The Koss KSC-75s are the best headphones we have heard for anything close to its price. We found that the sound quality from regular, unamplified consumer electronics rivals headphones costing four times the MSRP. The sound quality is similar to the KSC-35s, which was reviewed earlier, but sports a much more comfortable fit and updated aesthetics. Overall, you simply cannot go wrong with these headphones for exercise or on-the-go listening.
Features and Design
In July 2003, we reviewed the Koss KSC-35 headphones. They had excellent sound quality, but lacked build quality and comfort. Koss must have realized that they had a winner on their hands, because they updated the line with the KSC-75, which addresses all of these issues. The result is one of the best sets of headphones you can find for under $100–way under $100.
The KSC-75s are individual, over-the-head, clip-on headphones. The design is unremarkable, but not as 1970s foam-and-plastic-looking as the KSC-35s. The external housing is a light gray, faux metallic, finished plastic. The piece that fits the body of the ear is a soft, translucent, rubber-coated chrome wire. The entire earclip piece is a single wire, which is stiff but flexible. This makes the KSC-75s extremely easy to customize to any ears and any preferred snugness. The drivers are surrounded by the same foam pads as on the 35s, which are comfortable but slightly cheap looking. Over all, the aesthetics are much improved, but not as cutting edge as some of the options from Audio Technica or Sony.
The obvious intended uses are outdoor and leisure listening. They are very easy to drive, though not quite able to attain the levels of some other offerings. Still, MP3 players and laptops will sound great through these headphones. While we try not to make price a driving factor for purchasing a product, it is undeniable that the price point is so low that as a workout headphone, the KSC-75s are perfect due to their low cost to replace. At $20, you won’t be breaking the bank the next time you snag the cord on the elliptical trainer. Also, the cord is black, which means that would-be iPod thieves looking out for those iconic white strands leading from your ears will pass you by.
Sound Quality and Use
The deep, strong bass of the KSC-35s is one of the factors that attracted us. The KSC-75s continue in this tradition with the same strong, vibrant bass that does not come off as boomy or distorted. We find this best for workout headphones, since it helps the listener keep beat with the music. Another factor to consider is that the 75s overcompensate for lower bass levels, which the iPod is weak at reproducing. The match results in a much more balanced sound than when either is used with another product.
We burned in the KSC-75s for over 24 hours, and then tested them with the same music selection as the KSC-35s. We also added a few select tunes and sources.
Music selections were
Â· Bjork’s Vespertine (DVD-Audio and MP3)
Â· Berliner Philharmoniker, conducted by Sir Simon Rattle, Mahler Symphony 10 (DVD-Audio)
Â· The Cure’s Disintegration (Audio CD and MP3)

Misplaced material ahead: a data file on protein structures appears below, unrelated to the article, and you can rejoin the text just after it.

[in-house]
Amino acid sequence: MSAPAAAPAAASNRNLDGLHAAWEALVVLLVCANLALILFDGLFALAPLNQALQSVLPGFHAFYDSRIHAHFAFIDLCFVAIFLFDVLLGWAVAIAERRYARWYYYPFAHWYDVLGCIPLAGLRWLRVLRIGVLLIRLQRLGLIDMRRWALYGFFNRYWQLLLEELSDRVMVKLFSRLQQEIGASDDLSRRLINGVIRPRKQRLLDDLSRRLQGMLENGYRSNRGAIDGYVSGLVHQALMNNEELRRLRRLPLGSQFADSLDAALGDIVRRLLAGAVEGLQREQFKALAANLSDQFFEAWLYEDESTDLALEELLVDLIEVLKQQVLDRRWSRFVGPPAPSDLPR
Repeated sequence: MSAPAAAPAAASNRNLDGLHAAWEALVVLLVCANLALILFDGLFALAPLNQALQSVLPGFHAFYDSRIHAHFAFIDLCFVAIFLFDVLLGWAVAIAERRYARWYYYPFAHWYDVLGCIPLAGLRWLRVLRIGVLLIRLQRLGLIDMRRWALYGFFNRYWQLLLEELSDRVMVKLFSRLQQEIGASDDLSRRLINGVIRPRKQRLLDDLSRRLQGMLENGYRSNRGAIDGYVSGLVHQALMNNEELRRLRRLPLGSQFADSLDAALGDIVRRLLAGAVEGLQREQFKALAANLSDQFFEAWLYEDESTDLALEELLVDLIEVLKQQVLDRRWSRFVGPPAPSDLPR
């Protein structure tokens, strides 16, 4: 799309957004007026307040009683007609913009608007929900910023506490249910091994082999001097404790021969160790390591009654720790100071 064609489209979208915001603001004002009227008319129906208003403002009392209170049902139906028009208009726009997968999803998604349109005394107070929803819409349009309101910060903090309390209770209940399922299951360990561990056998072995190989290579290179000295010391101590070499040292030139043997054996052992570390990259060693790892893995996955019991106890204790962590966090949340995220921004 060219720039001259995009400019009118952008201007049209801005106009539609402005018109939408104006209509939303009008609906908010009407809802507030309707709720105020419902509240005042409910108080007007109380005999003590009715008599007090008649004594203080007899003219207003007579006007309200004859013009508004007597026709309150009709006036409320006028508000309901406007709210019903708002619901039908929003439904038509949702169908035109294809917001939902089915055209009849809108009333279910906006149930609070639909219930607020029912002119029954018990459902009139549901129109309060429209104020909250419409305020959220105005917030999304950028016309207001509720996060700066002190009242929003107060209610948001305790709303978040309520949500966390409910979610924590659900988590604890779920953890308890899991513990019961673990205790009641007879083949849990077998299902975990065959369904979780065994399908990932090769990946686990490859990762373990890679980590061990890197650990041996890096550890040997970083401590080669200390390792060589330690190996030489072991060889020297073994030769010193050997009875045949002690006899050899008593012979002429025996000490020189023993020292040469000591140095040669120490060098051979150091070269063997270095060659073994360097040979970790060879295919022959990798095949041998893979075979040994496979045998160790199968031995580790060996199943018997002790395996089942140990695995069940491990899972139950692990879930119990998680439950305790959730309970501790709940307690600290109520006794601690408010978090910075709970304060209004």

Â· Gary Numan’s Exile (CD and MP3)
Â· Delirium’s Karma (CD and MP3)
Â· Assemblage 23, Storm (Audio CD and MP3)
Â· VNV Nation, Futureperfect (Audio CD and MP3)
Â· Louis Armstrong, All-Time Greatest Hits (Audio CD and MP3)
Sources used were
Â· SoundBlaster Audigy 2 Platinum (for DVD-Audio, CD, and MP3)
Â· Apple iPod photo (MP3)
Â· Creative Nano Plus (MP3)
Â· Sony Playstation portable (MP3)
All MP3s were encoded with VBR 160kbps-300kbps/44kHz or better.
We found the KSC-75s to perform almost completely identically to the KSC-35s, with the exception of slightly stronger highs. The soundstage was of an appropriate size, though more forward than encompassing. One thing worth noting is that 3D specializing was better than with canalphones. Atmospheric music, like Delirium and Gary Numan, sounded excellent, with an almost overpowering backdrop to the vocals. Strong bass lines in VNV Nation and Bjork tracks were well represented, and vocals clear. The treble in Assemblage 23 tracks was slightly distorted and a little fatiguing. The bass was a little too unbalanced for jazz without messing with the equalizer. Classical music sounded good, but not as rich as we would like. Still, a fine music connoisseur is better off dropping the extra money for a good amp and pricier headphones. Also, only a slight difference could be heard between DVD-Audio quality and MP3s, which leads us to believe that the headphones are not giving the truest representation of the original sound. Not a surprise for $20.
We also tested the headphones with a couple of popular PC games: World of Warcraft, Half-Life 2, and Doom 3 on the PC, and Lumines for the PSP. Directionality was decent but not spectacular. Sounds directly to the side of the player were slightly quieter, giving the impression that everything was either directly in front of somewhere behind the player. Explosions had a satisfying rumble, but gunshots and sword clanging sounded too shrill. Lumines sounded absolutely awesome, and we enjoyed many eye bleeding hours of block stacking, musical goodness.
If you are looking for a great set of headphones for use with your laptop or MP3 player, you can’t go wrong with the KSC-75s. They are ideal for working out or walking down the street to class. While the aesthetics could be slightly improved, the sound quality for the price is second to none. Fine music listeners into jazz and classical will probably want to shell out the extra money to get a more rich music experience, but for everyday, bass-driven music and atmospheric selections, we highly recommend the KSC-75s.
– Very affordable
– Exceptional sound quality
– Comfortable fit
– Low quality appearance